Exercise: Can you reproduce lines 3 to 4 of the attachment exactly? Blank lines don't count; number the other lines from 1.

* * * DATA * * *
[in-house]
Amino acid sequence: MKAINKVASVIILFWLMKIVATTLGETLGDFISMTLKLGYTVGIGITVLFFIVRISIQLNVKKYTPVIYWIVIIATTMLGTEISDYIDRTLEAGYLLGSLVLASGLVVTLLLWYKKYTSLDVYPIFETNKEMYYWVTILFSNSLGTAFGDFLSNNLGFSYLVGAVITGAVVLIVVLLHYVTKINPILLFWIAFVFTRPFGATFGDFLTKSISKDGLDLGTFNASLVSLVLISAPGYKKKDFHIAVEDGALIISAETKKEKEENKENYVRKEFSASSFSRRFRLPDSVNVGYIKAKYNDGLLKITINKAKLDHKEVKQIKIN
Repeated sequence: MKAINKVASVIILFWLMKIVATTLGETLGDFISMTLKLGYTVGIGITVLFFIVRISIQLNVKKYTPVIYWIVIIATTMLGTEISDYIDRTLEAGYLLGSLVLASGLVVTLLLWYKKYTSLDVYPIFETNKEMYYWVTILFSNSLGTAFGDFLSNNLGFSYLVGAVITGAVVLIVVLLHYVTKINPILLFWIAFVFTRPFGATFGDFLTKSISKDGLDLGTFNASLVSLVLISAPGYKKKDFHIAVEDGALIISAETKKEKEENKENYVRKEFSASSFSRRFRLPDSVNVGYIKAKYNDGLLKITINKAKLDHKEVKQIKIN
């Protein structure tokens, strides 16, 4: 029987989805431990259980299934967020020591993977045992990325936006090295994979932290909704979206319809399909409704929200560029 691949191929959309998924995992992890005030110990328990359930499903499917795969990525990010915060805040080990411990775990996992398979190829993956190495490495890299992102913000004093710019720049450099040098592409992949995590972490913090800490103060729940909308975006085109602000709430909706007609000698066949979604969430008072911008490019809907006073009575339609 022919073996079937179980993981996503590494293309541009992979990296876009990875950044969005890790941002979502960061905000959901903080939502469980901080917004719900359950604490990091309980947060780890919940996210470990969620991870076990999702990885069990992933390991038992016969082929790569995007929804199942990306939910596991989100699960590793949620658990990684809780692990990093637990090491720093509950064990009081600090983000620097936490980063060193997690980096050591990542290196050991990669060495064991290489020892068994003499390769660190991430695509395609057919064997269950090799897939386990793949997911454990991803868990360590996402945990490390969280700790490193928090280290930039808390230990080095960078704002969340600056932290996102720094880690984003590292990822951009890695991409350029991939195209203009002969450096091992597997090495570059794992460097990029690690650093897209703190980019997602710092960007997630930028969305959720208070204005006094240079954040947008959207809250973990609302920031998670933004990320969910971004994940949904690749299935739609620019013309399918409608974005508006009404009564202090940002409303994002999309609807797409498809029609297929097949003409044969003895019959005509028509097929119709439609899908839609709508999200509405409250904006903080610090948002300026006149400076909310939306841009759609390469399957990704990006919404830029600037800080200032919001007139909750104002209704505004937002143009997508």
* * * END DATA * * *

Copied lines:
Repeated sequence: MKAINKVASVIILFWLMKIVATTLGETLGDFISMTLKLGYTVGIGITVLFFIVRISIQLNVKKYTPVIYWIVIIATTMLGTEISDYIDRTLEAGYLLGSLVLASGLVVTLLLWYKKYTSLDVYPIFETNKEMYYWVTILFSNSLGTAFGDFLSNNLGFSYLVGAVITGAVVLIVVLLHYVTKINPILLFWIAFVFTRPFGATFGDFLTKSISKDGLDLGTFNASLVSLVLISAPGYKKKDFHIAVEDGALIISAETKKEKEENKENYVRKEFSASSFSRRFRLPDSVNVGYIKAKYNDGLLKITINKAKLDHKEVKQIKIN
């Protein structure tokens, strides 16, 4: 029987989805431990259980299934967020020591993977045992990325936006090295994979932290909704979206319809399909409704929200560029 691949191929959309998924995992992890005030110990328990359930499903499917795969990525990010915060805040080990411990775990996992398979190829993956190495490495890299992102913000004093710019720049450099040098592409992949995590972490913090800490103060729940909308975006085109602000709430909706007609000698066949979604969430008072911008490019809907006073009575339609 022919073996079937179980993981996503590494293309541009992979990296876009990875950044969005890790941002979502960061905000959901903080939502469980901080917004719900359950604490990091309980947060780890919940996210470990969620991870076990999702990885069990992933390991038992016969082929790569995007929804199942990306939910596991989100699960590793949620658990990684809780692990990093637990090491720093509950064990009081600090983000620097936490980063060193997690980096050591990542290196050991990669060495064991290489020892068994003499390769660190991430695509395609057919064997269950090799897939386990793949997911454990991803868990360590996402945990490390969280700790490193928090280290930039808390230990080095960078704002969340600056932290996102720094880690984003590292990822951009890695991409350029991939195209203009002969450096091992597997090495570059794992460097990029690690650093897209703190980019997602710092960007997630930028969305959720208070204005006094240079954040947008959207809250973990609302920031998670933004990320969910971004994940949904690749299935739609620019013309399918409608974005508006009404009564202090940002409303994002999309609807797409498809029609297929097949003409044969003895019959005509028509097929119709439609899908839609709508999200509405409250904006903080610090948002300026006149400076909310939306841009759609390469399957990704990006919404830029600037800080200032919001007139909750104002209704505004937002143009997508």